She is so full of smiles and giggles and good things that my cup runneth over. My little bean sprout is now at the fifty-fifth percentile for weight (14lb 6oz) and the 75th for height (25 1/2 inches). And every day she gets bigger and chubbier and happier and more human, and this is both tragic and awesome beyond measure.

“Enjoy every minute,” our elders instruct new parents, “it all goes so fast.”

I begin to see their point. Time is not drifting by with Genevieve the way it did in Natalie’s first few months. Eve has had her first belly laugh, seen her first cherry blossoms, learned how to nap in a motionless crib. She’s already into size six-month clothes. And every morning I drop her off at Just Us Kids along with her sister, who insists on covering Genevieve with kisses (and, usually, snot). This killed me a month ago, and now it … still does, but less.

Eve isn’t sleeping through the night yet; nowhere near. She nurses at least three times a night on a good night. Last night she slept fitfully from roughly 1 to 3:30, and so did I. But you know what? This is inestimably precious to me, even the midnight tossing-about, even staring at her sparkling smiling eyes in the dark and murmuring “goddamnit, goddamnit, goddamnit,” which may or may not have happened last night. I am besotted with every single moment of her infancy, as wise people have instructed me to be. They grow up so fast. Soon enough she’ll be an energetic toddler, and then leaving her at daycare will be a blessed relief. In the meantime, she is a short-timer for babyhood, and I am grateful for every minute of it that I get to share.

I suspect that part of the reason why things are getting easier is *because* Genevieve is getting bigger, older, more mature. It doesn’t tear at the fabric of your maternal bond to hand off an older baby to a third party the way it does when the baby is a wee larva who refuses to be calm anywhere but in your arms. But this is its own micro-tragedy: it’s getting easier precisely because she’s growing up. It’s getting easier to part with your baby because every day there is less and less of your baby there, until one day you’ll turn around and she’s a little girl and you’re all, wait, where’d my baby go?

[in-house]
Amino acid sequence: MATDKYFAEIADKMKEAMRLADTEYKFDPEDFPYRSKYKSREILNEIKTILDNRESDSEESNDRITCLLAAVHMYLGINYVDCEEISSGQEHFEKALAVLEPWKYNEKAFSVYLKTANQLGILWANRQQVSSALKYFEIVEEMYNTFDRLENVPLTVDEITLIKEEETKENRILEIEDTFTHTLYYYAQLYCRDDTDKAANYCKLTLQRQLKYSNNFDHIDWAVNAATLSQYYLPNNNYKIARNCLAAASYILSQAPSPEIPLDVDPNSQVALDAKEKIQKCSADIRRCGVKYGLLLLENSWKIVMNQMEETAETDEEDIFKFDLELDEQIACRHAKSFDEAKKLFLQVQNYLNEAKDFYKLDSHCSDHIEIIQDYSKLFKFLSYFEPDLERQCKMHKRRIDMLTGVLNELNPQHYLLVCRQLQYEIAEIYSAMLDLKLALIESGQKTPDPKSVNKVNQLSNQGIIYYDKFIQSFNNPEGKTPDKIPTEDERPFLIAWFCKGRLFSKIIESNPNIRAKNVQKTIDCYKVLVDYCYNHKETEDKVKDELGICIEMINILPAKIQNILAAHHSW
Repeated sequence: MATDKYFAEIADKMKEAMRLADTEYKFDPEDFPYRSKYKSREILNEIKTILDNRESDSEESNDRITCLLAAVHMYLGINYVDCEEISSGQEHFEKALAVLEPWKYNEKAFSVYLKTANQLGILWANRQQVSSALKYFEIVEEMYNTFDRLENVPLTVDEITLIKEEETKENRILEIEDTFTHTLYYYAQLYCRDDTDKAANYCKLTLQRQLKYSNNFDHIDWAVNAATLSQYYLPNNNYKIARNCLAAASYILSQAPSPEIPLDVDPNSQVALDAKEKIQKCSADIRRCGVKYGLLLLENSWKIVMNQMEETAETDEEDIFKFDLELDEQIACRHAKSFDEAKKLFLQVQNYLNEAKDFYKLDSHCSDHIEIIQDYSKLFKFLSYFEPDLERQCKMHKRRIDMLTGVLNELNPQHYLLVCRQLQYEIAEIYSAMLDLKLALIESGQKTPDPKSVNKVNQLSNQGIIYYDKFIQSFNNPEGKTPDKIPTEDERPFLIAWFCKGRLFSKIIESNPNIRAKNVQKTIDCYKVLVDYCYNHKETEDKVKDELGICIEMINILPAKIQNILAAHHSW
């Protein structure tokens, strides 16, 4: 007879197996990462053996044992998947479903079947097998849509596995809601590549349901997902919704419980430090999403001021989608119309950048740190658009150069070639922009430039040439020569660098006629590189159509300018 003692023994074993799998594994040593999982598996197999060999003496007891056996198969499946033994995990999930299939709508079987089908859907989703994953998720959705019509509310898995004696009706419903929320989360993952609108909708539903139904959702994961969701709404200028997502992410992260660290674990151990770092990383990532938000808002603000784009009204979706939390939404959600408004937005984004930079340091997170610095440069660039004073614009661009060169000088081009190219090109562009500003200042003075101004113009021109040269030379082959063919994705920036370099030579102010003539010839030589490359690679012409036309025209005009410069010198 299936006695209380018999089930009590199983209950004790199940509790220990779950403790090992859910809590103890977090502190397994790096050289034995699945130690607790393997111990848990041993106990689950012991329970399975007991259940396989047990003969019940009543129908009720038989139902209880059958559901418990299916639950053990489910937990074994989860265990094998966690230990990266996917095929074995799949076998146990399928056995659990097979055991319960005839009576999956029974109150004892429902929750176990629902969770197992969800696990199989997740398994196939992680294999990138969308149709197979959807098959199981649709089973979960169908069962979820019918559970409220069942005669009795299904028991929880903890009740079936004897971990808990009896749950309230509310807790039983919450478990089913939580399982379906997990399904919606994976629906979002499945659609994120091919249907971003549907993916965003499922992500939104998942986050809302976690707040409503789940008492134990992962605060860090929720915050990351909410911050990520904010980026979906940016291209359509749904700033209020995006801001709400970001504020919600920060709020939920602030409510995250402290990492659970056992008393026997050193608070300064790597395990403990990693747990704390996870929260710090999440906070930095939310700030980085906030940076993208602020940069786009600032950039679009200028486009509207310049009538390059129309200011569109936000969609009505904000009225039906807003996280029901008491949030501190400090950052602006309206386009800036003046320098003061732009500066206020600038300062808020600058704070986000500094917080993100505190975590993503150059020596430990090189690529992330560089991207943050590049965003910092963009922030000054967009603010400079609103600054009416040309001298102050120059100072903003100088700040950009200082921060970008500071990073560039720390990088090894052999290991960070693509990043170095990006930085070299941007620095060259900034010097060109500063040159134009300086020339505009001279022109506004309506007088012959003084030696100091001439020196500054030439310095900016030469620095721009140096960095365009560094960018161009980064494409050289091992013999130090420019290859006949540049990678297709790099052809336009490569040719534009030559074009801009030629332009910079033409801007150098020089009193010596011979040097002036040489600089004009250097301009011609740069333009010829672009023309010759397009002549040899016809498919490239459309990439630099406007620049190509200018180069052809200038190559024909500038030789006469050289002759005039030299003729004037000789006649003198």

So I grieve that it’s getting easier. And I grasp fast onto every possible moment I can spend with Genevieve while she’s still an infant, still soft and floppy enough to loaf in my lap, still busting out the gummy face-splitting grin when she sees me, still willing and able to nurse. (Pumping is its own tragedy, which I won’t belabor, except to note that the one time I accidentally spilled a full cylinder of milk all over my desk, I cried a great deal more than on any of the occasions when the pump has drawn blood.) I will unrepentantly take a full day of sick leave on the twenty-fifth of the month, even though Eve’s well-baby appointment is usually over by lunchtime. I will relish these afternoons spent cuddling my baby for as long as they’re available. I will enjoy every minute, because they go so sickeningly, vertiginously fast.